The old Western Chieftain has been renamed Oddeyrin EA and has been modified to catch, conserve and transport live fish for Samherji
Construction of and installation of new equipment is currently underway in the vessel Oddeyrin EA, reports Icelandic company Samherji hf.
The new modifications will allow the boat to start experimenting with bringing live groundfish ashore for processing. This particular technology and method have not been used on trawlers before and this make Samherji one of the first companies in the world to try it out.
To most of The Fishing Daily readers, Oddeyrin is better known as the old Western Chieftain. The 45-metre-long pelagic vessel has been acquired by Samherji who has converted the whole vessel for groundfish fishing with the option of pumping fish on board and store it alive in specially equipped tanks.
Onboard, this method offers:
- Fish goes into equipped tanks where it is kept alive. This makes it possible to process it later on board or bring the fish ashore alive.
- Fish is bled/gutted and placed in tanks with refrigerated seawater (RSW) for short term storage.
- Fish is bled/gutted in traditional fish tubs stored in cold storage on board.
The method involves catching fish in a traditional bottom trawl, but instead of taking the bag on deck and pour from it, which puts a lot of pressure and stress on the fish, the bag is moved to the side of the vessel, and then the catch is pumped on board with a vacuum pump system. This method handles the catch much better and is well known in the salmon farming industry for the transfer of live fish.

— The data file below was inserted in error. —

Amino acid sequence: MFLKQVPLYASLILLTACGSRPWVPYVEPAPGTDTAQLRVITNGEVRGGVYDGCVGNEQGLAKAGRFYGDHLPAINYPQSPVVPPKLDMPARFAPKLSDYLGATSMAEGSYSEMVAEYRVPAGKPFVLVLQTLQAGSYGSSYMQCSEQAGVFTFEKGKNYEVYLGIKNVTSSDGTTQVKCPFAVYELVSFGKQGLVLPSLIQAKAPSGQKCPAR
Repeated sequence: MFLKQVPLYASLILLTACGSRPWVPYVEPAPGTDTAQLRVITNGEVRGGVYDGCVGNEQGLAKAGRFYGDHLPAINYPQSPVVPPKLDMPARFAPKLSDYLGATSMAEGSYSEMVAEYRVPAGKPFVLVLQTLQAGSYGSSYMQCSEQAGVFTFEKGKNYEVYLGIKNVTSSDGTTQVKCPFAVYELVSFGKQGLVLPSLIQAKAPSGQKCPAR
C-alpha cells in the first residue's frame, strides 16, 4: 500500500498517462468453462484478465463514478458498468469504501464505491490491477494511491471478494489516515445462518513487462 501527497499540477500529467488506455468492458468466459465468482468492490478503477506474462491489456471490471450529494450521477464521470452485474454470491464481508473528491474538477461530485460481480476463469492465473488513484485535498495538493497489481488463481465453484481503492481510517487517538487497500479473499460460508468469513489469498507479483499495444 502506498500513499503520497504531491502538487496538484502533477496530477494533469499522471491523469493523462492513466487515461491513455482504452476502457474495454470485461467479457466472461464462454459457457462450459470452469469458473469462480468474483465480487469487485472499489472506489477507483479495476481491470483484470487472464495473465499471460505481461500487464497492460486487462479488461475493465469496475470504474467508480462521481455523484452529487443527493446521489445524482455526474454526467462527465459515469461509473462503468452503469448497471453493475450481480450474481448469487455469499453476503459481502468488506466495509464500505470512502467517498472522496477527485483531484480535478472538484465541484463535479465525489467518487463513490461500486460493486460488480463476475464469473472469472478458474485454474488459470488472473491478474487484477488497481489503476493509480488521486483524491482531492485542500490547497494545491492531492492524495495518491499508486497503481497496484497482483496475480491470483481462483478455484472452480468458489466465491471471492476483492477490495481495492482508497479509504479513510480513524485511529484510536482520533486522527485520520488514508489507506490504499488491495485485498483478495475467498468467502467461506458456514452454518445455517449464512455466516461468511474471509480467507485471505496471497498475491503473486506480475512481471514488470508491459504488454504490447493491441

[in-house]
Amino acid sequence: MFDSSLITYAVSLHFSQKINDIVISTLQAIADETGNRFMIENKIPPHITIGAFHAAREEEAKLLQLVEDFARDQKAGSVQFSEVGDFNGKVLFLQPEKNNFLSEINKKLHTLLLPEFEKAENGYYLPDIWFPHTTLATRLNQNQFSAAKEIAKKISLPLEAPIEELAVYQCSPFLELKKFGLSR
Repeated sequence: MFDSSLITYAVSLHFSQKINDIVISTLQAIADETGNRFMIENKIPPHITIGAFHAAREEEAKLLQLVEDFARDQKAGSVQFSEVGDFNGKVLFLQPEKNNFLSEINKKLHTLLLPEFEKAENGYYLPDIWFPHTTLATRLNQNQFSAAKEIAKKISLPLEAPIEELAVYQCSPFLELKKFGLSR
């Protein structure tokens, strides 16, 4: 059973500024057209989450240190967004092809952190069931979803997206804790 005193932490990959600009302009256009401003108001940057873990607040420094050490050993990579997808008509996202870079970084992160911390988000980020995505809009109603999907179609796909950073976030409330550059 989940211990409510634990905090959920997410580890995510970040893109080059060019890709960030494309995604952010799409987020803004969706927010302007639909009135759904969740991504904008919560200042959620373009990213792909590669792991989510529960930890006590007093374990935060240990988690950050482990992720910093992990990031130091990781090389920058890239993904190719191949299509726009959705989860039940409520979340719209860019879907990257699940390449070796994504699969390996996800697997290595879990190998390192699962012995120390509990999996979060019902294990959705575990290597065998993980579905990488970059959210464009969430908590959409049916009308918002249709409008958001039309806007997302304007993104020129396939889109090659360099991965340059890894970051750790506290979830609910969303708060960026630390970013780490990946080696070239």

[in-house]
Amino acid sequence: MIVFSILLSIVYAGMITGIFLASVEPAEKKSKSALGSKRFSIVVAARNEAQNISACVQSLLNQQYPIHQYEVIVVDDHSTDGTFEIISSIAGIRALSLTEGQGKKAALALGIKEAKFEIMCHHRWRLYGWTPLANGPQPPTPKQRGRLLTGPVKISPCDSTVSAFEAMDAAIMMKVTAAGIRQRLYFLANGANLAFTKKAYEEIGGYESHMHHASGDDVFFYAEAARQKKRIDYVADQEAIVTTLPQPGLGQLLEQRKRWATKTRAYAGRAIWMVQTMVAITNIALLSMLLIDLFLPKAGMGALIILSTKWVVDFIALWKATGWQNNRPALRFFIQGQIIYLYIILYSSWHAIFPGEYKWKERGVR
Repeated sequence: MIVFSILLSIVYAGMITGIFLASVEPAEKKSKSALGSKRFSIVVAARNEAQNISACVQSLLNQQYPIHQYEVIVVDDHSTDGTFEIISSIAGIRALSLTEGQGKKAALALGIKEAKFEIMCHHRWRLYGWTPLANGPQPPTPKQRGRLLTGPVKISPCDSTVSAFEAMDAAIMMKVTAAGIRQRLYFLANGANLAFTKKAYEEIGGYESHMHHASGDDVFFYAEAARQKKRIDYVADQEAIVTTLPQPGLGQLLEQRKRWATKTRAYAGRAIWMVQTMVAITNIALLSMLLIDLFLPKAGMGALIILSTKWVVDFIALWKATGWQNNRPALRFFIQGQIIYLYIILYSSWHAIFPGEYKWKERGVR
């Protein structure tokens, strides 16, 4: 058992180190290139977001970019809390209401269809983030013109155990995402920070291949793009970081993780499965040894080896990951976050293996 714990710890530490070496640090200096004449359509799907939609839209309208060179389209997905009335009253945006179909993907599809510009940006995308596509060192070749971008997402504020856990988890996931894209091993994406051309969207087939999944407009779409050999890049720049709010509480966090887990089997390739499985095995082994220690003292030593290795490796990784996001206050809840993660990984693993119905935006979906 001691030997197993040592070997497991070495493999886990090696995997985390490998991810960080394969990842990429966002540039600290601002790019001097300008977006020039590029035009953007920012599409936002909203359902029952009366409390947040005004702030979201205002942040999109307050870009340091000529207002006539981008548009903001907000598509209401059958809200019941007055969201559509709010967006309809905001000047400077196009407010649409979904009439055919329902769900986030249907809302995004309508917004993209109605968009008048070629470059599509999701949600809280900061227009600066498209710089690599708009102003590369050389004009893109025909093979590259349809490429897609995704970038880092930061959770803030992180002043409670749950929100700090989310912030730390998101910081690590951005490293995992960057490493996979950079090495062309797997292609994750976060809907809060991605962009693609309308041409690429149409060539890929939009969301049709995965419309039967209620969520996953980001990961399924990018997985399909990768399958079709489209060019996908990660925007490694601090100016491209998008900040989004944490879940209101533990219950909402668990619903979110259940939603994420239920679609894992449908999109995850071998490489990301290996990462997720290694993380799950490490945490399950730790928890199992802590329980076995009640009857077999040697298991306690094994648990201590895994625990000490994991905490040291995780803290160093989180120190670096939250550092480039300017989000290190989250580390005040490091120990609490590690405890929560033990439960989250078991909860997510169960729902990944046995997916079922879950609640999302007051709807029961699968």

The time between slaughter and processing shortened:
Samherji are convinced that there are many opportunities for progress in using this method. The time between slaughtering the fish to land processing could be shortened from 3-5 days down to 0-12 hours. Security of supply for land processing is also significantly increased. Storing the fish in cages can compensate for short-term fluctuations when shortages occur due to bad weathers or fluctuations in catch.
The possibilities of entering new markets with fresh fish will also increase due to the longer shelf life of the product and a more stable supply. Samherji’s says their staff have studied this methodology and have put considerable effort into familiarising themselves with various research projects related to this.
Significant changes made to the vessel
The vessel Oddeyrin EA is undergoing significant changes at Kartensen Shipyard in Denmark to make the vessel ready to bring live groundfish ashore. The ship was lengthened by 10 meters, and a traditional processing deck and fish hold were installed. The original cooling tanks in the ship were kept but were modified to store live fish.
A new deckhouse, which will house sorting facilities, has been set up and work is underway to install catch sorting equipment after fish has been pumped on board. Also, fishfinding and other equipment on the bridge will be upgraded to better suit groundfish fishing.
Samherji recently signed an agreement with Slippurinn Akureyri Ltd. that involves the supply and installation of processing equipment in the Oddeyrin vessel, most notably a new type of washing system and bleeding bins for the catch that will be slaughtered on board. A liquid ice machine from KAPP will also be installed, which will be used both to cool catch during processing and in fish hold. With this equipment and technology, emphasis is placed on the bleeding and cooling of the catch slaughtered on board. However, the aim is that the vast majority of the catch will go live in tanks and be delivered live ashore.